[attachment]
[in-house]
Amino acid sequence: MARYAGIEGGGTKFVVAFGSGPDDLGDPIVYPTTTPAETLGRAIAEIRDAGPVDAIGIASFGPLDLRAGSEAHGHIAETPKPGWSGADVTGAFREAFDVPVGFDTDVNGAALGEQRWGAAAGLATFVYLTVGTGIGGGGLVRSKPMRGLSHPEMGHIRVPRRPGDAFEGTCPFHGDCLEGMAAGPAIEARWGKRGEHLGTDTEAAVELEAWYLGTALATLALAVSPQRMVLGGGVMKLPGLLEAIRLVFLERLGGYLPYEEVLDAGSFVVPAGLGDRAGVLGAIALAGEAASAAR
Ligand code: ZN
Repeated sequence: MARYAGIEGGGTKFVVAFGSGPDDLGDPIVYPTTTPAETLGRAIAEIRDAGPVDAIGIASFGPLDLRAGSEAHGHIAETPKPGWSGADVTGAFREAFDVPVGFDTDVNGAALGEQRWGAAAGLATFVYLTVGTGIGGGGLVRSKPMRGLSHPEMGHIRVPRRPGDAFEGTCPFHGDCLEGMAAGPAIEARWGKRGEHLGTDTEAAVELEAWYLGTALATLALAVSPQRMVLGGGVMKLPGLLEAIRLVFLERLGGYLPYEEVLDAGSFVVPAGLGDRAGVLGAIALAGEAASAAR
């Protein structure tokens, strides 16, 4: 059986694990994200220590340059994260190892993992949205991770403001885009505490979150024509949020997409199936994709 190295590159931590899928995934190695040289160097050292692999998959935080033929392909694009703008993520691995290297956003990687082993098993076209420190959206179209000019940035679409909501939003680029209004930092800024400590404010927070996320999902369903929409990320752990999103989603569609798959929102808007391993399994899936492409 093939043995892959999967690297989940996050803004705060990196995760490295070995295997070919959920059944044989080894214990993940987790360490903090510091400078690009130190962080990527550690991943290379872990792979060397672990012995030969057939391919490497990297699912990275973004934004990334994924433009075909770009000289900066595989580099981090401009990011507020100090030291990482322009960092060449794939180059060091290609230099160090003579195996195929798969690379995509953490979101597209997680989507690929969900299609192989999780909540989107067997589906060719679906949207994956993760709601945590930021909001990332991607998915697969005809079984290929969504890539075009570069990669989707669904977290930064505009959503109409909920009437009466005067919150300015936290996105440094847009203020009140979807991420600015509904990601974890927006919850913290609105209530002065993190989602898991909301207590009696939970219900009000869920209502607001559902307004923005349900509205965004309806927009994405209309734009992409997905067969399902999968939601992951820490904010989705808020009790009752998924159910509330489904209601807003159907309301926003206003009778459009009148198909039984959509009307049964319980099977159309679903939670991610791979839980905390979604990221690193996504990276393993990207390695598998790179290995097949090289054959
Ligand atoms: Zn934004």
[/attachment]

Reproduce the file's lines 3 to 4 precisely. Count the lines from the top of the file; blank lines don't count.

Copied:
Ligand code: ZN
Repeated sequence: MARYAGIEGGGTKFVVAFGSGPDDLGDPIVYPTTTPAETLGRAIAEIRDAGPVDAIGIASFGPLDLRAGSEAHGHIAETPKPGWSGADVTGAFREAFDVPVGFDTDVNGAALGEQRWGAAAGLATFVYLTVGTGIGGGGLVRSKPMRGLSHPEMGHIRVPRRPGDAFEGTCPFHGDCLEGMAAGPAIEARWGKRGEHLGTDTEAAVELEAWYLGTALATLALAVSPQRMVLGGGVMKLPGLLEAIRLVFLERLGGYLPYEEVLDAGSFVVPAGLGDRAGVLGAIALAGEAASAAR